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Alzheimer'S Disease And Its Effect On The Patient And Care Giver

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Alzheimer's Disease and Its Effect on the Patient and Care Giver

[Mississippi Valley State University]

Louis Scott

11/16/2006

ED 102-03 General Psychology

Dr. Wayne Robinson

Abstract

Dementia is a brain disorder that seriously affects a person's ability to carry out daily activities. The most common form of dementia among older people is Alzheimer's disease (AD), which initially involves the parts of the brain that control thought, memory, and language. Scientists are learning more every day, right now they still do not know what causes AD, and there is no cure. Scientists do not yet fully understand what causes AD. There probably is not one single cause, but several factors that affect each person differently. Age is the most important known risk factor for AD. The number of people with the disease doubles every 5 years beyond age 65. Family history is another risk factor. Scientists believe that genetics may play a role in many AD cases. For example, early-onset familial AD, a rare form of AD that usually occurs between the ages of 30 and 60, is inherited. The more common form of AD is known as late-onset. It occurs later in life, and no obvious inheritance pattern is seen in most families. However, several risk factor genes may interact with each other and with non-genetic factors to cause the disease. This paper will discuss what is Alzheimer's Disease, the stages associated with the disease, and the impact it has on a family caregiver.

Alzheimer's Disease :The Effects on the Patient and Care Giver

Alzheimer's disease is a progressive brain disorder that gradually destroys a person's memory and ability to learn reason, make judgments, communicate and carry out daily activities. As Alzheimer's progresses, individuals may also experience changes in personality and behavior, such as anxiety, suspiciousness or agitation, as well as delusions or hallucinations.

AD begins slowly. At first, the only symptom may be mild forgetfulness, which can be confused with age-related memory change. Most people with mild forgetfulness do not have AD. In the early stage of AD, people may have trouble remembering recent events, activities, or the names of familiar people or things. They may not be able to solve simple math problems. Such difficulties may be a bother, but usually they are not serious enough to cause alarm.

However, as the disease goes on, symptoms are more easily noticed and become serious enough to cause people with AD or their family members to seek medical help. Forgetfulness begins to interfere with daily activities. People in the middle stages of AD may forget how to do simple tasks like brushing their teeth or combing their hair. They can no longer think clearly. They can fail to recognize familiar people and places. They begin to have problems speaking, understanding, reading, or writing. Later on, people with AD may become anxious or aggressive, or wander away from home. Eventually, patients need total care.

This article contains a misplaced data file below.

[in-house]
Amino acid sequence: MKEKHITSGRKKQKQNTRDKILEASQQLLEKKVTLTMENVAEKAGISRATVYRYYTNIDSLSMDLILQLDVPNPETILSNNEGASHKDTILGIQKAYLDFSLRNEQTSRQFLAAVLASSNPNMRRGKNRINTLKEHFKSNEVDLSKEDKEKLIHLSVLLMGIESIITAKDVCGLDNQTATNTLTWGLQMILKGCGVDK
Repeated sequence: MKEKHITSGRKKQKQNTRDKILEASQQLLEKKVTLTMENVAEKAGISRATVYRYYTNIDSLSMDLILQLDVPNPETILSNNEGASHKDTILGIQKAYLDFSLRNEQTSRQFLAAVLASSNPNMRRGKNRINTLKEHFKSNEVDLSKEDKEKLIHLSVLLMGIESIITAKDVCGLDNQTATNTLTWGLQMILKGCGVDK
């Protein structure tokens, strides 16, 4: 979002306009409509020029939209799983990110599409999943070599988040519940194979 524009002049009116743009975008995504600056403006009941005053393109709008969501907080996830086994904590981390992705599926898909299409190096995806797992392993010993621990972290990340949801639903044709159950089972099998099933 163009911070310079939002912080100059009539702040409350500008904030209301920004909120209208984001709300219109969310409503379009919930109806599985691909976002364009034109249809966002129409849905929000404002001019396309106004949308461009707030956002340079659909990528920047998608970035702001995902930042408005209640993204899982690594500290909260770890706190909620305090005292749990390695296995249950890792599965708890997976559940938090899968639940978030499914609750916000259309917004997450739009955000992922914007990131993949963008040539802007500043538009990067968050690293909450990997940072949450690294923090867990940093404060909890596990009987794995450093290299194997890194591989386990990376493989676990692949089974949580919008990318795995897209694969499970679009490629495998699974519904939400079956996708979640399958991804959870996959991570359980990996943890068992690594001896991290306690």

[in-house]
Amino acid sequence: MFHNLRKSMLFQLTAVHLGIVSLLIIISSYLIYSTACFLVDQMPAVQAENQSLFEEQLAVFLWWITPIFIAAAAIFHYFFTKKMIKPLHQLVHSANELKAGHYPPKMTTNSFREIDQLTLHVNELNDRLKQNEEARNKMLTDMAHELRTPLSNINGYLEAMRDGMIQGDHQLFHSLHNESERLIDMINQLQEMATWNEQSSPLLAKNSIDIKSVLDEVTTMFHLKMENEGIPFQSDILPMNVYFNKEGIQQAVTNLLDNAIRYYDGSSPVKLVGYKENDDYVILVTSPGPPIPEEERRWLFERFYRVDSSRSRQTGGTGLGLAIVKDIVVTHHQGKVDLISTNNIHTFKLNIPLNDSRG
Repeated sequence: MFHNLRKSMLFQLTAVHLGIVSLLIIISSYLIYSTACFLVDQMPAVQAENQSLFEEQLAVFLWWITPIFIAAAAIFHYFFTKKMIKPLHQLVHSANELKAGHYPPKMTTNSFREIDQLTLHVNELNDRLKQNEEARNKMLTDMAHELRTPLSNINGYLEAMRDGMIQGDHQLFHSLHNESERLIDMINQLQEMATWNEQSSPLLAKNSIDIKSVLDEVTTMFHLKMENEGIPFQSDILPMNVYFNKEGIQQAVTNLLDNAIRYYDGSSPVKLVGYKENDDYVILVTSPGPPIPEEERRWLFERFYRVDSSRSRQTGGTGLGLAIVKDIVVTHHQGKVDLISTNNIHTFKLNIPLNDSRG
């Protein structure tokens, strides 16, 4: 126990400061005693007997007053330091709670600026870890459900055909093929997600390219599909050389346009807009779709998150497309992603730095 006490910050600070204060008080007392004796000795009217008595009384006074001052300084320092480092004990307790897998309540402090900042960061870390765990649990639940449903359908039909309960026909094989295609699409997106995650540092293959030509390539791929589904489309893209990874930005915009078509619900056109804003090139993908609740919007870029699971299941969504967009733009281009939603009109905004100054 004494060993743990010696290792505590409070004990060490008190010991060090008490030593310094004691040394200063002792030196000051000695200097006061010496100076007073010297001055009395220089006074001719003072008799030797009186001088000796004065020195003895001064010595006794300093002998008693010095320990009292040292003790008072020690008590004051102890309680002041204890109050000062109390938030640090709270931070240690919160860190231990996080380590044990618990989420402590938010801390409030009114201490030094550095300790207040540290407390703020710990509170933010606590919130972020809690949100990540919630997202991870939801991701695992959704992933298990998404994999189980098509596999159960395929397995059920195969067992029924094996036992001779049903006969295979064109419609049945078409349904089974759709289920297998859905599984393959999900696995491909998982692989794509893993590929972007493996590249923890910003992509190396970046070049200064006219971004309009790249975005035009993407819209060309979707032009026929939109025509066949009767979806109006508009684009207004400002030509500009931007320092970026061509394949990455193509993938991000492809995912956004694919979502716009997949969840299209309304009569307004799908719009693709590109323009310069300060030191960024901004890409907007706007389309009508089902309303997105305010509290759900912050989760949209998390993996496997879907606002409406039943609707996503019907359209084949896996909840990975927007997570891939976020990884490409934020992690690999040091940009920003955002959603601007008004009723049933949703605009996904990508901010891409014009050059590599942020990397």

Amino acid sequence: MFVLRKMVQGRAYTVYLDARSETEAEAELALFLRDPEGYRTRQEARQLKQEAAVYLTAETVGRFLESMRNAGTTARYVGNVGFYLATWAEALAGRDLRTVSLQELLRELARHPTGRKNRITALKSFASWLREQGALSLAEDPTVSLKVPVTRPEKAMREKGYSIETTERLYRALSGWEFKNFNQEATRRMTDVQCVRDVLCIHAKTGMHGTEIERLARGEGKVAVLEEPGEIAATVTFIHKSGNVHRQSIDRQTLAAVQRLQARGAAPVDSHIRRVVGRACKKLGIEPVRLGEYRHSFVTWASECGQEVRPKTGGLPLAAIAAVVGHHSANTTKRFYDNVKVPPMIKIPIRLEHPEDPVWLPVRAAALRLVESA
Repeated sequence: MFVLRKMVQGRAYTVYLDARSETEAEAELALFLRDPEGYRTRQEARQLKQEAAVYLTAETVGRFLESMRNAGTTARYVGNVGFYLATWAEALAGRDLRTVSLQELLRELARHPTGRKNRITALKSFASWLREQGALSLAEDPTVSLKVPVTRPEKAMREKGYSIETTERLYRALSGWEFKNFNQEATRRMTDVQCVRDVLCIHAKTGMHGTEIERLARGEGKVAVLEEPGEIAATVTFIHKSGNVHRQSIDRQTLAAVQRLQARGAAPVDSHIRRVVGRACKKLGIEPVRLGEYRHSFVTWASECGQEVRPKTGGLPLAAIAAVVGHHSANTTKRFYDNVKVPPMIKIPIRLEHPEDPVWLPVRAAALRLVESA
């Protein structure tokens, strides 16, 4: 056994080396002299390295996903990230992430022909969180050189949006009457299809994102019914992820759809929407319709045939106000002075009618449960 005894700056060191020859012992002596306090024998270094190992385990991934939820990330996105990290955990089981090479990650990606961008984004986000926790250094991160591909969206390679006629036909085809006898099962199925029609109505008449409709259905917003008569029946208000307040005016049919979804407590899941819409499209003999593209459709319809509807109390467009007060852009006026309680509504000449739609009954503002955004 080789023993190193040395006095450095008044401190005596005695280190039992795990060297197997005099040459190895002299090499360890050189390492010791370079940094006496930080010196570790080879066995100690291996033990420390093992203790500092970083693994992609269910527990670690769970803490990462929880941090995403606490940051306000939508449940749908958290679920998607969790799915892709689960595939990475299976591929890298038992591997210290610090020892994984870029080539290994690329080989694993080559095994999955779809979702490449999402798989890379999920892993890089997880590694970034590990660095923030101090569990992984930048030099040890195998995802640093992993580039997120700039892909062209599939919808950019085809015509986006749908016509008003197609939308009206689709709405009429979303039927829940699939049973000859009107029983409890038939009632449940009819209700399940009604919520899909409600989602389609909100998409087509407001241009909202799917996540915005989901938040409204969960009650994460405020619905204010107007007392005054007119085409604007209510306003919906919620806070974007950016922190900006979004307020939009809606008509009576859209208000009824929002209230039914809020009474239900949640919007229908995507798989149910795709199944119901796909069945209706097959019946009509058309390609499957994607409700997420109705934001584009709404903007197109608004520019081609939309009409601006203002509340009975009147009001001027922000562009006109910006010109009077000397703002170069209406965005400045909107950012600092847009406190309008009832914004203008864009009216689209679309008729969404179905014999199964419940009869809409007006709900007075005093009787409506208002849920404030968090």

AD is a slow disease, starting with mild memory problems and ending with severe brain damage. The course the disease takes and how fast changes occur vary from person to person. On average, AD patients live from 8 to 10 years after they are diagnosed, though some people may live with AD for as many as 20 years. No treatment can stop AD. (Alz.org)

This paper will discuss what Alzheimer's is and the stages associated with the disease.

We will also discuss the impact it has on the caregiver, by doing an interview with an actual caregiver.

Listed below are the 7 stage of the Alzheimer's disease:

Stage 1: No impairment (normal function)

Stage 2: Very mild cognitive decline (may be normal age-related changes or earliest signs of Alzheimer's disease)

Stage 3: Mild cognitive decline

Stage 4: Moderate cognitive decline

Stage 5: Moderately severe cognitive decline

Stage 6: Severe cognitive decline

Stage 7: Very severe cognitive decline (This is the final stage of the disease when individuals lose the ability to respond to their environment, the ability to speak and, ultimately, the ability to control movement.)

Alzheimer's disease is progressive, which means that symptoms worsen over time. According to researchers and doctors a number of scales are used to measure the progression of symptoms over time, which may define as many as seven distinct stages of the disease. Three broad phases are typically recognized: mild, moderate and severe. The symptoms commonly seen in each stage are summarized below. Some may overlap among the stages, and some people may not experience all of these symptoms. The list below describes the stages of the disease.

Symptoms by Stage of Disease:

Mild Symptoms

* Confusion and memory loss

* Disorientation; getting lost in familiar surroundings

* Problems with routine tasks

* Changes in personality and judgment

Moderate Symptoms

* Difficulty with activities of daily living, such as eating and bathing

* Anxiety, suspiciousness, agitation

* Sleep disturbances

* Wandering, pacing

* Difficulty recognizing family and friends

Severe Symptoms

* Loss of speech

* Loss of appetite; weight loss

* Loss of bladder and bowel control

* Total dependence on caregiver

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